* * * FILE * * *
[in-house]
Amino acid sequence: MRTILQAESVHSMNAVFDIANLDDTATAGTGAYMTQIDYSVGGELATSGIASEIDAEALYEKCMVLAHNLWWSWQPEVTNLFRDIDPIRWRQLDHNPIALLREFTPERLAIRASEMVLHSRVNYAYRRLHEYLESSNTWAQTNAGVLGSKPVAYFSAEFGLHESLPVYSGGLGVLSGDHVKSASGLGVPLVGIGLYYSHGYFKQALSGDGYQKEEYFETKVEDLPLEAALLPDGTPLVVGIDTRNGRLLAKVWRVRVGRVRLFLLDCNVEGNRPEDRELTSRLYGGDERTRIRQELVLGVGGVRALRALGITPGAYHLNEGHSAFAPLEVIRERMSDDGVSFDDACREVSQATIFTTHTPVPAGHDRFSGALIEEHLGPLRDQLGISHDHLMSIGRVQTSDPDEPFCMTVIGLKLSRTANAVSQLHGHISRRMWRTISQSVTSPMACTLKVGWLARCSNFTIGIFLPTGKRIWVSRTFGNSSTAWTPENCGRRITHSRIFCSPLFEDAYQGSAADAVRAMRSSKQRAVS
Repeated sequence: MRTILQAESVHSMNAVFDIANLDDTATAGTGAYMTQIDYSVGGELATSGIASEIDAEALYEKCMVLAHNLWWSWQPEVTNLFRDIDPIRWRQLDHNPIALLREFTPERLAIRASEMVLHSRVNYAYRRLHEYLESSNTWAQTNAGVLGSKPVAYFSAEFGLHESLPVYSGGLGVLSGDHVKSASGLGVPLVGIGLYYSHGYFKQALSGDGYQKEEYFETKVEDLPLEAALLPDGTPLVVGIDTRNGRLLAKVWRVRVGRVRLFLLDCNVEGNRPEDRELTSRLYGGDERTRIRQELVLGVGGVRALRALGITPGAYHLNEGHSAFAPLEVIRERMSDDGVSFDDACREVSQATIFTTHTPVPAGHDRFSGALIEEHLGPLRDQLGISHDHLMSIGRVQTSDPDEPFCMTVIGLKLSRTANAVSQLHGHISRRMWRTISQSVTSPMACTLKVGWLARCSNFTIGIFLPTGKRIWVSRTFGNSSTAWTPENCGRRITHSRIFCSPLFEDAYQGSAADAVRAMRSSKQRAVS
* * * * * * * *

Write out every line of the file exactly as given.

[in-house]
Amino acid sequence: MRTILQAESVHSMNAVFDIANLDDTATAGTGAYMTQIDYSVGGELATSGIASEIDAEALYEKCMVLAHNLWWSWQPEVTNLFRDIDPIRWRQLDHNPIALLREFTPERLAIRASEMVLHSRVNYAYRRLHEYLESSNTWAQTNAGVLGSKPVAYFSAEFGLHESLPVYSGGLGVLSGDHVKSASGLGVPLVGIGLYYSHGYFKQALSGDGYQKEEYFETKVEDLPLEAALLPDGTPLVVGIDTRNGRLLAKVWRVRVGRVRLFLLDCNVEGNRPEDRELTSRLYGGDERTRIRQELVLGVGGVRALRALGITPGAYHLNEGHSAFAPLEVIRERMSDDGVSFDDACREVSQATIFTTHTPVPAGHDRFSGALIEEHLGPLRDQLGISHDHLMSIGRVQTSDPDEPFCMTVIGLKLSRTANAVSQLHGHISRRMWRTISQSVTSPMACTLKVGWLARCSNFTIGIFLPTGKRIWVSRTFGNSSTAWTPENCGRRITHSRIFCSPLFEDAYQGSAADAVRAMRSSKQRAVS
Repeated sequence: MRTILQAESVHSMNAVFDIANLDDTATAGTGAYMTQIDYSVGGELATSGIASEIDAEALYEKCMVLAHNLWWSWQPEVTNLFRDIDPIRWRQLDHNPIALLREFTPERLAIRASEMVLHSRVNYAYRRLHEYLESSNTWAQTNAGVLGSKPVAYFSAEFGLHESLPVYSGGLGVLSGDHVKSASGLGVPLVGIGLYYSHGYFKQALSGDGYQKEEYFETKVEDLPLEAALLPDGTPLVVGIDTRNGRLLAKVWRVRVGRVRLFLLDCNVEGNRPEDRELTSRLYGGDERTRIRQELVLGVGGVRALRALGITPGAYHLNEGHSAFAPLEVIRERMSDDGVSFDDACREVSQATIFTTHTPVPAGHDRFSGALIEEHLGPLRDQLGISHDHLMSIGRVQTSDPDEPFCMTVIGLKLSRTANAVSQLHGHISRRMWRTISQSVTSPMACTLKVGWLARCSNFTIGIFLPTGKRIWVSRTFGNSSTAWTPENCGRRITHSRIFCSPLFEDAYQGSAADAVRAMRSSKQRAVS